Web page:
Everyone seems to have preconceived notions about what is better, males or females. Much of those notions are based on past experiences. Here is an example of what I mean. My grandmother had a male Pekingese. The dog attacked other dogs. I have a scar on my leg from grabbing my dog, and holding him over my head, while the Pekingese was trying to bite him, He got my thigh instead, and locked his jaws on my leg. I was 10 at the time. I screamed until someone got the dog off my leg. If you touched one of his toys, he would bite you. He was a horrible little dog. With this experience, do I decide I never want a male dog, because male dogs are aggressive? Do I decide that I hate small dogs, because they are aggressive? Do I hate the breed, because they are awful? I could easily have thought any of those things, because of my negative experience. Instead, I hated THAT dog, because I realized that he was a spoiled brat that was never given a single correction in his entire life. It was neither the gender or breed that was the problem. Yet, some folks would be convinced that males are bad, and never want one. After his passing, they got a little female Pekingese. She was so much worse worse than the boy.  She bit you for walking too close to her. She bit you for sitting on the couch. She tried to bite you, just for existing in her space. She hated kids, and would stalk them. Did I mention that my grandma never once disciplined her dogs, for my entire life? 

The humping thing is an absolute myth and misunderstanding. That is 100% an act of dominance. It is not sexual, unless it is a male breeding a female in heat. Essentially that is their way of saying "I'm the boss of you, you can't tell me what to do". Girls do it to other girls, way more than I have seen boys do it. The worst dog I have ever seen for humping, was a 4 pound female Maltese. Some dogs aren't sure about visitors, and what that means to the pack order. So they may preemptively let the guest know that they think they are below them in hierarchy. They aren't giving up their spot. Now having said all that, I have never had one of my dogs, male or female, ever try to hump a human. They are not dominant, and don't want to be the boss. They want to be a happy, silly, cuddlebug sweethearts. 

In my life I have always chosen male dogs, over females when I had the option. I was convinced that they were better. The little dog I was trying to save, was a boy and the sweetest thing on the planet. I had a Bernese Mountain dog who was my BFF, and he came to work with me every day. Those boys shaped my idea.

Back to the original question. Different pups have different personalities, just like children. I will share my observations. I have never seen an ounce of aggression from a male or a female of mine. I have heard tales that some bloodlines exhibit some undesirable personality traits, so I studiously avoided those. I don't know what you would have to do to make one of my dogs bite. They can sometimes be aloof with strangers. That is a breed trait, but they would never ever bark, growl or snap at anyone.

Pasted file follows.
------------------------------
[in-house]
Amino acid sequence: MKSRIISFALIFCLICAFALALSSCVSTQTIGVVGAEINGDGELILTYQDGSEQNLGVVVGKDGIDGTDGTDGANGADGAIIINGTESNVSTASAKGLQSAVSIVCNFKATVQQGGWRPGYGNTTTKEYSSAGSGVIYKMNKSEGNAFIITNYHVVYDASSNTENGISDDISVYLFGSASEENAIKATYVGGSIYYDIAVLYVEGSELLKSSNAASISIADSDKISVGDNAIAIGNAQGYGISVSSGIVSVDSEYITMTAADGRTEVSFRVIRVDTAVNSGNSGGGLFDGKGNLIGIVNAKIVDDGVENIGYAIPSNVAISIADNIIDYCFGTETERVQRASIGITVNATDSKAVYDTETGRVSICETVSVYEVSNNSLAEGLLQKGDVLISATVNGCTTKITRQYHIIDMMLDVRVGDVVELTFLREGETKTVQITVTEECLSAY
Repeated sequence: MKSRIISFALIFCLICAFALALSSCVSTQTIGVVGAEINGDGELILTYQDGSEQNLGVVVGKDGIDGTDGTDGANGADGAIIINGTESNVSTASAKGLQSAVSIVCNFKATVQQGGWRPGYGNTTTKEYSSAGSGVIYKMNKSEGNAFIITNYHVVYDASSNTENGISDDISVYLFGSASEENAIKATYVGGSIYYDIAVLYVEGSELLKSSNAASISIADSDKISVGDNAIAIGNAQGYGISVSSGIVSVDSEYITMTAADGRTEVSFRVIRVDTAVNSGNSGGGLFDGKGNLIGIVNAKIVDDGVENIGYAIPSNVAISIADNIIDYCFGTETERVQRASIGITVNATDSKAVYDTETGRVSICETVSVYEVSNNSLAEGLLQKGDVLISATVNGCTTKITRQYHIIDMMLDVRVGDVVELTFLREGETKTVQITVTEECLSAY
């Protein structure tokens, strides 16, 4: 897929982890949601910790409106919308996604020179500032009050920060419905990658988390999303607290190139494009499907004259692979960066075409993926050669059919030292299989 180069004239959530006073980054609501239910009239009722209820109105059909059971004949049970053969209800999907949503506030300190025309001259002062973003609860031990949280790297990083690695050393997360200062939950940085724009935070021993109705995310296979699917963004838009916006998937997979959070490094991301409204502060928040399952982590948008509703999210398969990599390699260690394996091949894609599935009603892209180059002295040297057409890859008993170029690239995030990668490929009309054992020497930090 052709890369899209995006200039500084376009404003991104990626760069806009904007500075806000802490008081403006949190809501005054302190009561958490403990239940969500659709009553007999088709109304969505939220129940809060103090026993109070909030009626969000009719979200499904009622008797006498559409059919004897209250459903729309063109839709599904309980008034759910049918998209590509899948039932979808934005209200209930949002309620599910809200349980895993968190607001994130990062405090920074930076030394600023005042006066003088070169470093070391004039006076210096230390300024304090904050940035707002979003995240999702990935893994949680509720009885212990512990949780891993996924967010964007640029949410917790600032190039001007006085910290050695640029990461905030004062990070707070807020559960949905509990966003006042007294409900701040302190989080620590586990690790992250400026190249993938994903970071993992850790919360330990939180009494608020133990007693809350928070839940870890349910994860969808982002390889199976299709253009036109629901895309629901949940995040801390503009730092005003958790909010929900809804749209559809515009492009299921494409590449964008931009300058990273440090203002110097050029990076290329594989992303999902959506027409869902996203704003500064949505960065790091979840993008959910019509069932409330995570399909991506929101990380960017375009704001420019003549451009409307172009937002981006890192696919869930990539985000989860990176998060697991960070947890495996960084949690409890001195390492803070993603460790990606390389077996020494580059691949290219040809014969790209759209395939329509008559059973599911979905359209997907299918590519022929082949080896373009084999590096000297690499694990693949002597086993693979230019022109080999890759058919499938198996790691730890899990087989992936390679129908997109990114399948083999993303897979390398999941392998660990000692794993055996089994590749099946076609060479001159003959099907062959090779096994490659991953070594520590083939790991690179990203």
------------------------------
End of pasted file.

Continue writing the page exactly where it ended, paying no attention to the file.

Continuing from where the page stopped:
It is an absolute fallacy that females are calmer or more gentle than males. In my experience, it is the opposite. There is an occasional pup that has an above average activity level, and is a bit naughty/challenging, it is always a girl. That is not to say all girls are like this. They are absolutely not. It is once in a blue moon. In my experience, I would have to say that males are slightly more obedient. Both are equally loving, sweet, affectionate and are great with kids and other pets. There is no difference in the ease of potty training. Potty training ease is all about consistency. Female are not more loving than males. That is another huge fallacy. Boys are incredibly loving, very snuggly and absolutely love their people. 

Our puppies are home raised, in the middle of everything and there is no such thing as a shy or reserved puppy coming from my house. At the slightest hint of a reserved puppy, we take steps with that puppy so he/she grows to be confident. That is the advantage of having them in my living room. We have a kiddy swimming pool in the middle of the floor (no water in it, just pee pads and toys), and the puppies start coming out as soon as they start to toddle. That puts them in the middle of everything, and makes it so we can observe them and do enrichment exercises with them. We turn the swimming pool into a ball pit for them to play in. 

How do you match puppies and owners? 

A lot goes into it, but I will try to explain. It is as much about not letting you have the wrong puppy as it is trying to find the right puppy. There are different types of personalities. My pups usually fit into the categories of rebel, independent thinkers, eager to please, laid back, and extremely sweet. A puppy can fit into multiple categories, so that is where experience comes in. When you live with them and interact with them day after day, you get a feeling of where they should be or should not be. 

First I look for traits in the puppies that may mean they need a specific type of home. If a puppy is a little busier and a rebel, I do not want to place that puppy in a high rise in Manhattan. That situation requires a lower energy, quiet pup. I don't want an independent thinker or a rebel to go to an inexperienced owner, or to a home where there is a baby and a toddler. That mom does not need a cheeky puppy added to the mix. A busier puppy will be fantastic for a family with three kids that are out of diapers, or a home where they do a lot of outdoor activities. If there is a special needs family member,  a very particular temperament is required.